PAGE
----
Video: Lamborghini V10-swapped C2 Corvette build

The American Legends crew are gearing up for another big Euro transplant



  • Corvette will be built at Tony Arme’s American Legends workshop
  • Engine sourced from wrecked Huracan LP560
  • Will use Roadster Shop chassis and heavily-modified body

Phoenix-based workshop American Legends has announced its newest project — wedging a 5.2-litre Lamborghini V10 into a 1964 Corvette, dubbed ‘Deception.’

The C2 was purchased for US$28,000 (AU$37,000) as a partially-stripped, but running, vehicle, while the new powerplant came from a wrecked 2014 Gallardo LP560. In stock form, it’s good for 552hp (412kW).

High on the agenda is a manifold change for the Italian-designed, German-built V10, with a port injection Huracan-type unit to replace the original direct injection manifold.

Being considerably larger than a small-block Chev (and intended for mid-mounting), other engine modifications will inevitably be needed.

It will remain naturally-aspirated for the foreseeable future, with a diet of E85 planned.

A T56 manual gearbox will be hooked up to the V10 via a custom adaptor plate. Tony Arme of American Legends told Street Machine it has been a difficult aspect so far in comparison to his Ferrari V8-powered ‘68 Mustang.

“It’s proving hard to adapt a trans,” he admits. “Like the Mustang, we’re taking a mid-mount engine and moving it to the front.”

On the other hand, he expects engine management for the V10 will be more straightforward than the Mustang.

“It’s much more common to do work on these so there’s much more info, which should be helpful,” he added.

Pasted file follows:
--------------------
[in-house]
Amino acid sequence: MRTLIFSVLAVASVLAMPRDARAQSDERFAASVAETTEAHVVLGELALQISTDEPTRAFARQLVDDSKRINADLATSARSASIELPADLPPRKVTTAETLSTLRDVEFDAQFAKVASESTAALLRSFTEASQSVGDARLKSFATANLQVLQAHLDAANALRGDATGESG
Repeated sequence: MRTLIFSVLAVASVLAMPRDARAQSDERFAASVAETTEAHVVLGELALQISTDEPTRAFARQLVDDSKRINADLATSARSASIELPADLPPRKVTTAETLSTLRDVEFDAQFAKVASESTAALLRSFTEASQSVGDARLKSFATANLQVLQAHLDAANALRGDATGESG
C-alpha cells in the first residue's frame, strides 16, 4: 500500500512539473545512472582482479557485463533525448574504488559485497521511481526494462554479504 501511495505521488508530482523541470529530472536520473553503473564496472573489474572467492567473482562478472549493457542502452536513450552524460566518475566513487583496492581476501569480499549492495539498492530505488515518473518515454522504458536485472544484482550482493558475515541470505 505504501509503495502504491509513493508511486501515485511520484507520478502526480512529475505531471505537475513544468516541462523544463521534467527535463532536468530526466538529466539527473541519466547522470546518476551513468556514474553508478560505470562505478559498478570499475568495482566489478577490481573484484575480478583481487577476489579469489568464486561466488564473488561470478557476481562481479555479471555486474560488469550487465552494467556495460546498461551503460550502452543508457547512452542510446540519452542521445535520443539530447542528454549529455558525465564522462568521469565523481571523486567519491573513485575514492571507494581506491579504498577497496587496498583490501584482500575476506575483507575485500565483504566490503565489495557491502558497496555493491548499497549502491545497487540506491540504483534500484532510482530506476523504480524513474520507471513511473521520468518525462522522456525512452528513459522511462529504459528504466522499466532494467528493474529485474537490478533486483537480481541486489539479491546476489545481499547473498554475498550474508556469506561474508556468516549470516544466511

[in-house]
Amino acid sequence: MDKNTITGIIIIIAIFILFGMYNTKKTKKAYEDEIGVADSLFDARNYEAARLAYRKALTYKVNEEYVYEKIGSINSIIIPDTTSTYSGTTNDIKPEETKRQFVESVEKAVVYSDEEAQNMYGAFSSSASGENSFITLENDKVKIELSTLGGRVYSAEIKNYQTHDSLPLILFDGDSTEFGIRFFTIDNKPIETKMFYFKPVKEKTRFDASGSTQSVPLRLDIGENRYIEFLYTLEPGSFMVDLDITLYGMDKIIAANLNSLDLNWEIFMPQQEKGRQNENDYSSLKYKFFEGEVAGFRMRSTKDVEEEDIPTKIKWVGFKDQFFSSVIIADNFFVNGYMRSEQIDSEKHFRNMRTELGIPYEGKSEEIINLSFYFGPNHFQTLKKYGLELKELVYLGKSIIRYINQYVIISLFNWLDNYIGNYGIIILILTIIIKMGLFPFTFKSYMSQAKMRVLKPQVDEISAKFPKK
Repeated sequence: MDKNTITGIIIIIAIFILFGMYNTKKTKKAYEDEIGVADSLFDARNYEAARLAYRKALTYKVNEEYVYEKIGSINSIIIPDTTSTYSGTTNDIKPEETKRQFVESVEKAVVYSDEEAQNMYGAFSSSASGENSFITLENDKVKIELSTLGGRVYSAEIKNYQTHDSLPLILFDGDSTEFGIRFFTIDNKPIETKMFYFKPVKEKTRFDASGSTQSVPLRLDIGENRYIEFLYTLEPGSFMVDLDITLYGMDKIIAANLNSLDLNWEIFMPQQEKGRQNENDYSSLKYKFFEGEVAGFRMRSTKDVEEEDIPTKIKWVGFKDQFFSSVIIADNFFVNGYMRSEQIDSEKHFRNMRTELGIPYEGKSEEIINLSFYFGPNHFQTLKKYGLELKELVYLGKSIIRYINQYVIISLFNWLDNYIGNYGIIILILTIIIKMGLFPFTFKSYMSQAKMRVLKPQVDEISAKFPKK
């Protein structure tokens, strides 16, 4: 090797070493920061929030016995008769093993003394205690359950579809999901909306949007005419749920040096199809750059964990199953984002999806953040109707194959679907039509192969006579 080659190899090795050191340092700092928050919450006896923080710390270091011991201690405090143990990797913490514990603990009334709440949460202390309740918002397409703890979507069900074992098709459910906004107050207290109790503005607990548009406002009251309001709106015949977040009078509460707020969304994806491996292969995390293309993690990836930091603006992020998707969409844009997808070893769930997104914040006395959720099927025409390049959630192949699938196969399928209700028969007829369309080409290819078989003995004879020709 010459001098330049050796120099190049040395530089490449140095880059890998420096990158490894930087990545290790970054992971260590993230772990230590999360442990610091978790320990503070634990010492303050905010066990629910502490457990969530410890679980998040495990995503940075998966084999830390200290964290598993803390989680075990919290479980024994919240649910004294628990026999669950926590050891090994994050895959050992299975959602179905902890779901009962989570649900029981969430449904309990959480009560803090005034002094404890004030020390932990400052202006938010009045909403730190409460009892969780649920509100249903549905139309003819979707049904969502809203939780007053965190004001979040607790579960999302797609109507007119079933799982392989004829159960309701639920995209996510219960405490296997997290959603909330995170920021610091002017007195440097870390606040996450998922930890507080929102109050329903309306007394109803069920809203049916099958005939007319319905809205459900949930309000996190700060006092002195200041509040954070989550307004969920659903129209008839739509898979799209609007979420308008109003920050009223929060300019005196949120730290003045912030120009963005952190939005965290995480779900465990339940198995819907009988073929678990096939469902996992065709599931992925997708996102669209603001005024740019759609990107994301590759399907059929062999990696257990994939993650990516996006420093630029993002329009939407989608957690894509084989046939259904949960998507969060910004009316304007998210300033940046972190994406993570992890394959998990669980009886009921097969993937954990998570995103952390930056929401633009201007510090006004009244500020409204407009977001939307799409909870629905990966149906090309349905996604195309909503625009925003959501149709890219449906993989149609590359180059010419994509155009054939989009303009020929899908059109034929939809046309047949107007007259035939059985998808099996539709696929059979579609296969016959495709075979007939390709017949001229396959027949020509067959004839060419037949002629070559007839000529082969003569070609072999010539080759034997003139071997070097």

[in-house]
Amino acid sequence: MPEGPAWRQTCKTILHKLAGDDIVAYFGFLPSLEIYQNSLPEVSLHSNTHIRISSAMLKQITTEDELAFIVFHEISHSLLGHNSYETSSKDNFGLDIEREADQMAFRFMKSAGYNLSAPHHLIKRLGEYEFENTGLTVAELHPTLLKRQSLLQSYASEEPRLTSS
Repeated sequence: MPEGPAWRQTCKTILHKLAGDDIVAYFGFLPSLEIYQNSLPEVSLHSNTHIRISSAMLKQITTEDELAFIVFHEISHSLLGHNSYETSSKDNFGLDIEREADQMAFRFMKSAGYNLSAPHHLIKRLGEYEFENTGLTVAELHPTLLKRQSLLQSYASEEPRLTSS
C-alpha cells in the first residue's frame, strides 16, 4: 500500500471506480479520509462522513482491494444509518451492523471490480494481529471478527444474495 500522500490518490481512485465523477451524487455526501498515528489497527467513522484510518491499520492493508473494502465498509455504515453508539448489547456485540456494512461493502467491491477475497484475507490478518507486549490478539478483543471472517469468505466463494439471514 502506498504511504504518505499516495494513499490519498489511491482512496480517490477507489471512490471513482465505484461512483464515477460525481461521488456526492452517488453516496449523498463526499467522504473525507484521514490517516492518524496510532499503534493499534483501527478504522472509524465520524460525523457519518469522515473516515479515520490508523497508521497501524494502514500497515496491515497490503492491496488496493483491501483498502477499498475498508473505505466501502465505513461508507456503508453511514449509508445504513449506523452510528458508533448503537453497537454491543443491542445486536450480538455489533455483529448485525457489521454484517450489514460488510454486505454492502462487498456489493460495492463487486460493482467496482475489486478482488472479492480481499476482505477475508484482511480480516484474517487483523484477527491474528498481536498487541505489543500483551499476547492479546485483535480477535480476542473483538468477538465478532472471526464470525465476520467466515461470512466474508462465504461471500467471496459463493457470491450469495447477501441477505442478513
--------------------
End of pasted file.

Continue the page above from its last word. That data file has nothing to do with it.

While numerous Lamborghinis have received Corvette-spec LS V8s, Tony believes his C2 will be the first Lamborghini-powered Corvette.

Excessive means the factory Corvette chassis is unusable, so it will be replaced with a Roadster Shop Fast Track unit. That will allow for an IRS set-up, alongside a few other handling improvements planned by American Legends.

There’s plenty of work to be done on the fibreglass body, too. Most sections will be replaced with aftermarket parts, including widened quarters from Corvette Dynamics. One-off custom fibreglass parts will also feature heavily. Tony says a few concept renderings of the Corvette have been completed, though he’s yet to show them publicly.

It’s not the first time the American Legends have turned their heads to a Euro-powered American classic. Tony’s chopped ‘Corruptt’ Mustang runs a twin-turbo 4.8-litre V8 from a crashed Ferrari F430, and there’s now a Ferrari-powered F100 in the build.

They’ve also built a gorgeous 1964 C2 for a customer, on a Roadster Shop chassis — and if that car is anything to go by, Deception should be stunning.

You can track the Corvette’s progress at the American Legends Builds YouTube channel.